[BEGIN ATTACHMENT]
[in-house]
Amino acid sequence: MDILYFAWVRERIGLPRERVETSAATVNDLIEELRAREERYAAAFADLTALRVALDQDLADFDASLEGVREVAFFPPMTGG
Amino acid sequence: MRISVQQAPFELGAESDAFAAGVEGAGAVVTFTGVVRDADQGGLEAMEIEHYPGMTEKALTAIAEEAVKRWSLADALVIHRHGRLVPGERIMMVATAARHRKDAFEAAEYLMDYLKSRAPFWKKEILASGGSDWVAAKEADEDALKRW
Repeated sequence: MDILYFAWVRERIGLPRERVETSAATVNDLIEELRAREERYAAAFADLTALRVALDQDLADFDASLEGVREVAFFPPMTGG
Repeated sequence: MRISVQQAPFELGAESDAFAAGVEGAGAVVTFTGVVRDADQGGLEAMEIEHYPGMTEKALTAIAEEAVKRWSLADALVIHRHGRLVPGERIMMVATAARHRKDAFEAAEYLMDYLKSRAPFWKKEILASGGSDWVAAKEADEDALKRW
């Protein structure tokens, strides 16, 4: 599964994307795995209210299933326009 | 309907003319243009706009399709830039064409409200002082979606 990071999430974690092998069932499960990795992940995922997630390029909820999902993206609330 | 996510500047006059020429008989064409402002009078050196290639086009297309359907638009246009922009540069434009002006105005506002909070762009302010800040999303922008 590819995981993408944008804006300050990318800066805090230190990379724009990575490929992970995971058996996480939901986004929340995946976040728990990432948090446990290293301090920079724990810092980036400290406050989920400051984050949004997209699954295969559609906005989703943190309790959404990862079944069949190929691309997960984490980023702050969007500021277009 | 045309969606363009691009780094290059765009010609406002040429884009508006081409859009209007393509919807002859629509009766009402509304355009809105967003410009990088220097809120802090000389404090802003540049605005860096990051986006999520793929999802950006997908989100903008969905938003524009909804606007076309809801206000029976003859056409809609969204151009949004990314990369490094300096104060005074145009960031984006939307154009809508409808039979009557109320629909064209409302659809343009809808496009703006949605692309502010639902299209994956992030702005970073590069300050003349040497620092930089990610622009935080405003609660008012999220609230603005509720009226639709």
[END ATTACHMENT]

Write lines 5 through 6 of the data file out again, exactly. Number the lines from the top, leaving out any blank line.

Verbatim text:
Repeated sequence: MRISVQQAPFELGAESDAFAAGVEGAGAVVTFTGVVRDADQGGLEAMEIEHYPGMTEKALTAIAEEAVKRWSLADALVIHRHGRLVPGERIMMVATAARHRKDAFEAAEYLMDYLKSRAPFWKKEILASGGSDWVAAKEADEDALKRW
């Protein structure tokens, strides 16, 4: 599964994307795995209210299933326009 | 309907003319243009706009399709830039064409409200002082979606 990071999430974690092998069932499960990795992940995922997630390029909820999902993206609330 | 996510500047006059020429008989064409402002009078050196290639086009297309359907638009246009922009540069434009002006105005506002909070762009302010800040999303922008 590819995981993408944008804006300050990318800066805090230190990379724009990575490929992970995971058996996480939901986004929340995946976040728990990432948090446990290293301090920079724990810092980036400290406050989920400051984050949004997209699954295969559609906005989703943190309790959404990862079944069949190929691309997960984490980023702050969007500021277009 | 045309969606363009691009780094290059765009010609406002040429884009508006081409859009209007393509919807002859629509009766009402509304355009809105967003410009990088220097809120802090000389404090802003540049605005860096990051986006999520793929999802950006997908989100903008969905938003524009909804606007076309809801206000029976003859056409809609969204151009949004990314990369490094300096104060005074145009960031984006939307154009809508409808039979009557109320629909064209409302659809343009809808496009703006949605692309502010639902299209994956992030702005970073590069300050003349040497620092930089990610622009935080405003609660008012999220609230603005509720009226639709």